RSC: How do you feel teaching the Old Testament at Brigham Young is different than teaching it at another university?
Dean Ball: Here we teach the content but we also teach the text from a position of faith. That’s important. We believe that the text was preserved for our use and that God intended for us to study and to understand it, to learn from it and to apply principles and truths in our lives—to come to know him through the text. So it is not just purely literature or a literary work in our classes. But we do teach in some ways similar to other institutions as well. We discuss issues such as higher criticism or textual criticism, documentary hypothesis, linguistic issues, historical issues and all that, but we get to add the dimension of what it means for us in our lives, what God wants us to learn from it.
RSC: How does BYU Old Testament scholarship compare with other scholarship? Do we contribute to the scholarly world or do we mainly focus on LDS research?
Dean Ball: BYU absolutely contributes to the discipline of Old Testament studies. We have faculty members who are very, very involved in advancing the frontiers of Old Testament studies. We have stars in the discipline. But we also teach the text from a position of faith which distinguishes us from some others in the discipline; that’s not unique to Latter-day Saints. We have colleagues—Christian colleagues and Jewish scholars as well—who also have faith in the text as well. We have a well trained faculty and when we go to professionals meetings such as the Society of Biblical Literature conferences our papers are presented, they are well received, and they are well reviewed.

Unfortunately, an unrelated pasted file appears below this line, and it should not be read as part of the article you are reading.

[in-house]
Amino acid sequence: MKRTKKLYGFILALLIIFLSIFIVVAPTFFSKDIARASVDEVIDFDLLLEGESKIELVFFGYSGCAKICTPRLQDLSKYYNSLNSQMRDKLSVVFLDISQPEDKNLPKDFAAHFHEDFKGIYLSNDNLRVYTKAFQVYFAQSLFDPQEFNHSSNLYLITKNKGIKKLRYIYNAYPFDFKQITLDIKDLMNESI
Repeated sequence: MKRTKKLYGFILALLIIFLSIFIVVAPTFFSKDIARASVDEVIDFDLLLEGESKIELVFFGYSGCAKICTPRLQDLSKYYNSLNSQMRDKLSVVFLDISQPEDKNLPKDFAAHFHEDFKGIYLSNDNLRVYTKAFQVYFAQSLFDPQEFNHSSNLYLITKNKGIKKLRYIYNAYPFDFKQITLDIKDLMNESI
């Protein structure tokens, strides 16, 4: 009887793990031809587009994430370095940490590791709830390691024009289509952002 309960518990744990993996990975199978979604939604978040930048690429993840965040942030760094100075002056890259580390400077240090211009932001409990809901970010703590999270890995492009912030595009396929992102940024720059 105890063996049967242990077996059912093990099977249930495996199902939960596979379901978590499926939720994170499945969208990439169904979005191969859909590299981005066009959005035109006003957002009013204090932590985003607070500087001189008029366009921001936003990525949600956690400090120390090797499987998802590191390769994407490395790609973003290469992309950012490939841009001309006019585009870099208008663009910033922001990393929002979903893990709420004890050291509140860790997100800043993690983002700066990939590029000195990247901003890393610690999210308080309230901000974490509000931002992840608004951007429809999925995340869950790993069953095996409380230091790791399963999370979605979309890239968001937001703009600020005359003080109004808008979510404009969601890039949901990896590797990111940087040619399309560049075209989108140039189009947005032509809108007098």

RSC: What are some of your projects that you have completed recently and that you are currently working on?
Dean Ball: I just recently completed rewriting the Old Testament Independent Study course. It is off the press and now in use. I also just last week completed a manuscript on Isaiah. It is an application text. We have some very good Latter-day Saint commentaries on Isaiah by several different LDS scholars but this one focuses on following Nephi’s admonition to liken the scriptures to ourselves—particularly Isaiah. It only has two or three pages on each chapter. It begins with a brief overview of the chapter as a whole and then it takes one aspect of the chapter and provides a latter-day application. There is one chapter in the book for each of the sixty-six chapters of Isaiah. It is a small volume intended for those who want get a quick handle on Isaiah. One of my students, Nathan Winn, has co-authored it with me. It is not a heavily academic work, but more devotional in nature.
RSC: What advice would you give those who look to follow your example in a career whether it is in CES or as a professor?